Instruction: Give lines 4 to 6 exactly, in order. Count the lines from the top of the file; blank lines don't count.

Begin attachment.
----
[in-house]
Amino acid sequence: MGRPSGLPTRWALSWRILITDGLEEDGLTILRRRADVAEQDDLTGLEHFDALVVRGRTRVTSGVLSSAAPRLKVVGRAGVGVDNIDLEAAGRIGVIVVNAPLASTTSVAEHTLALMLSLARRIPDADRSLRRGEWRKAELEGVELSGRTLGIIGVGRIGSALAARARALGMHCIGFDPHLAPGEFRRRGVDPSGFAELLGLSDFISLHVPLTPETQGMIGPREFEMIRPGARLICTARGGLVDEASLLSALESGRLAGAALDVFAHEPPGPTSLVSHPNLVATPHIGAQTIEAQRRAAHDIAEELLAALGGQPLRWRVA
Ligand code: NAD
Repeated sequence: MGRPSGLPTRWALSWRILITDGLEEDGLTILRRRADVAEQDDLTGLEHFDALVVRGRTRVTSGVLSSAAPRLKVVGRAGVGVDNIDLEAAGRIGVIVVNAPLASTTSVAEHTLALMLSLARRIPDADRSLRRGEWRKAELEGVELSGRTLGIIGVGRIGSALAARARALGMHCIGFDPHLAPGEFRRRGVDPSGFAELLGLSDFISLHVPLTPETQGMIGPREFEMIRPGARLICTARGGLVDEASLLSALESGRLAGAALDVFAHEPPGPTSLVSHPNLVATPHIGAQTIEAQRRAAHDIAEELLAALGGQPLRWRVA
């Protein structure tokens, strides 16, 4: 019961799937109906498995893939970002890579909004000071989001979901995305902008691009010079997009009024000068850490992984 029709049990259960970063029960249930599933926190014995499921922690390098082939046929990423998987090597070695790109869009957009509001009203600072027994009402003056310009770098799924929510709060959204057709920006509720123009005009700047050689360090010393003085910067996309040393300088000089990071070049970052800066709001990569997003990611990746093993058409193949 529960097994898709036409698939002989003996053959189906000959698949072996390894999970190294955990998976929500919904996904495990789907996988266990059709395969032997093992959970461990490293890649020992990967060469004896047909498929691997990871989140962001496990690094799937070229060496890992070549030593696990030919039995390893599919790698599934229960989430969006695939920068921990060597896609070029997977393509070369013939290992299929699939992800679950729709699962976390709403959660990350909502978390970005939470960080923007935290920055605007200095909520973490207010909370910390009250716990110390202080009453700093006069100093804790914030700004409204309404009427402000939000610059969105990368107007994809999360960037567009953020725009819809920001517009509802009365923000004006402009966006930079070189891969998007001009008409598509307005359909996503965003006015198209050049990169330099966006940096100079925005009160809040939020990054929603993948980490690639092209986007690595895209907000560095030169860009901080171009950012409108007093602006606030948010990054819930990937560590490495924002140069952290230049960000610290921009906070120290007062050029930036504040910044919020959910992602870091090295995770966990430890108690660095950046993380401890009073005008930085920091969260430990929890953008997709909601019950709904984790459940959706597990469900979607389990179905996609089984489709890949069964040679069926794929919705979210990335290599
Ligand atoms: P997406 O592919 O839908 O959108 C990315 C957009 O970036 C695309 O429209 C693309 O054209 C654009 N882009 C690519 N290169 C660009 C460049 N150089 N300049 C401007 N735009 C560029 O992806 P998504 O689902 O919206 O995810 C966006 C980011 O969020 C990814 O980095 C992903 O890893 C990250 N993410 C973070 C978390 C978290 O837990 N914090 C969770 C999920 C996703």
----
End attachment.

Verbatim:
Repeated sequence: MGRPSGLPTRWALSWRILITDGLEEDGLTILRRRADVAEQDDLTGLEHFDALVVRGRTRVTSGVLSSAAPRLKVVGRAGVGVDNIDLEAAGRIGVIVVNAPLASTTSVAEHTLALMLSLARRIPDADRSLRRGEWRKAELEGVELSGRTLGIIGVGRIGSALAARARALGMHCIGFDPHLAPGEFRRRGVDPSGFAELLGLSDFISLHVPLTPETQGMIGPREFEMIRPGARLICTARGGLVDEASLLSALESGRLAGAALDVFAHEPPGPTSLVSHPNLVATPHIGAQTIEAQRRAAHDIAEELLAALGGQPLRWRVA
């Protein structure tokens, strides 16, 4: 019961799937109906498995893939970002890579909004000071989001979901995305902008691009010079997009009024000068850490992984 029709049990259960970063029960249930599933926190014995499921922690390098082939046929990423998987090597070695790109869009957009509001009203600072027994009402003056310009770098799924929510709060959204057709920006509720123009005009700047050689360090010393003085910067996309040393300088000089990071070049970052800066709001990569997003990611990746093993058409193949 529960097994898709036409698939002989003996053959189906000959698949072996390894999970190294955990998976929500919904996904495990789907996988266990059709395969032997093992959970461990490293890649020992990967060469004896047909498929691997990871989140962001496990690094799937070229060496890992070549030593696990030919039995390893599919790698599934229960989430969006695939920068921990060597896609070029997977393509070369013939290992299929699939992800679950729709699962976390709403959660990350909502978390970005939470960080923007935290920055605007200095909520973490207010909370910390009250716990110390202080009453700093006069100093804790914030700004409204309404009427402000939000610059969105990368107007994809999360960037567009953020725009819809920001517009509802009365923000004006402009966006930079070189891969998007001009008409598509307005359909996503965003006015198209050049990169330099966006940096100079925005009160809040939020990054929603993948980490690639092209986007690595895209907000560095030169860009901080171009950012409108007093602006606030948010990054819930990937560590490495924002140069952290230049960000610290921009906070120290007062050029930036504040910044919020959910992602870091090295995770966990430890108690660095950046993380401890009073005008930085920091969260430990929890953008997709909601019950709904984790459940959706597990469900979607389990179905996609089984489709890949069964040679069926794929919705979210990335290599
Ligand atoms: P997406 O592919 O839908 O959108 C990315 C957009 O970036 C695309 O429209 C693309 O054209 C654009 N882009 C690519 N290169 C660009 C460049 N150089 N300049 C401007 N735009 C560029 O992806 P998504 O689902 O919206 O995810 C966006 C980011 O969020 C990814 O980095 C992903 O890893 C990250 N993410 C973070 C978390 C978290 O837990 N914090 C969770 C999920 C996703």